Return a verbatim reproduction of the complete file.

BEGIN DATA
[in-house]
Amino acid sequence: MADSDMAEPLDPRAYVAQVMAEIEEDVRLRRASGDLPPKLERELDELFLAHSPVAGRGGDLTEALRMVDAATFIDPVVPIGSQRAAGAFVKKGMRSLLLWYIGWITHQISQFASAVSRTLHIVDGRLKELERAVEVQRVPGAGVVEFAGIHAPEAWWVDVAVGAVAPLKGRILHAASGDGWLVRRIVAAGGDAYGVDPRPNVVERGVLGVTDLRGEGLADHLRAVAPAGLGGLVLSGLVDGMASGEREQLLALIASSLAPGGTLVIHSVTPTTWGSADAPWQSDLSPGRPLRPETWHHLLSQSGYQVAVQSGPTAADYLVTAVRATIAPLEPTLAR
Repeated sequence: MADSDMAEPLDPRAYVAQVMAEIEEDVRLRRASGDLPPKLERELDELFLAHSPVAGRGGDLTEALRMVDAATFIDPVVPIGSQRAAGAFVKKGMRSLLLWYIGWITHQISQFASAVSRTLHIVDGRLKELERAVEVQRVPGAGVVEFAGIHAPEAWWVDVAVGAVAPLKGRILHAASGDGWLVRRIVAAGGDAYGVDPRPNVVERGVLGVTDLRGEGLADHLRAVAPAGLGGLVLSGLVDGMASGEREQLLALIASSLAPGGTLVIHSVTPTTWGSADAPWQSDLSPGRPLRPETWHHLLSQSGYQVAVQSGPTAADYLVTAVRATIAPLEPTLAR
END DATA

[in-house]
Amino acid sequence: MADSDMAEPLDPRAYVAQVMAEIEEDVRLRRASGDLPPKLERELDELFLAHSPVAGRGGDLTEALRMVDAATFIDPVVPIGSQRAAGAFVKKGMRSLLLWYIGWITHQISQFASAVSRTLHIVDGRLKELERAVEVQRVPGAGVVEFAGIHAPEAWWVDVAVGAVAPLKGRILHAASGDGWLVRRIVAAGGDAYGVDPRPNVVERGVLGVTDLRGEGLADHLRAVAPAGLGGLVLSGLVDGMASGEREQLLALIASSLAPGGTLVIHSVTPTTWGSADAPWQSDLSPGRPLRPETWHHLLSQSGYQVAVQSGPTAADYLVTAVRATIAPLEPTLAR
Repeated sequence: MADSDMAEPLDPRAYVAQVMAEIEEDVRLRRASGDLPPKLERELDELFLAHSPVAGRGGDLTEALRMVDAATFIDPVVPIGSQRAAGAFVKKGMRSLLLWYIGWITHQISQFASAVSRTLHIVDGRLKELERAVEVQRVPGAGVVEFAGIHAPEAWWVDVAVGAVAPLKGRILHAASGDGWLVRRIVAAGGDAYGVDPRPNVVERGVLGVTDLRGEGLADHLRAVAPAGLGGLVLSGLVDGMASGEREQLLALIASSLAPGGTLVIHSVTPTTWGSADAPWQSDLSPGRPLRPETWHHLLSQSGYQVAVQSGPTAADYLVTAVRATIAPLEPTLAR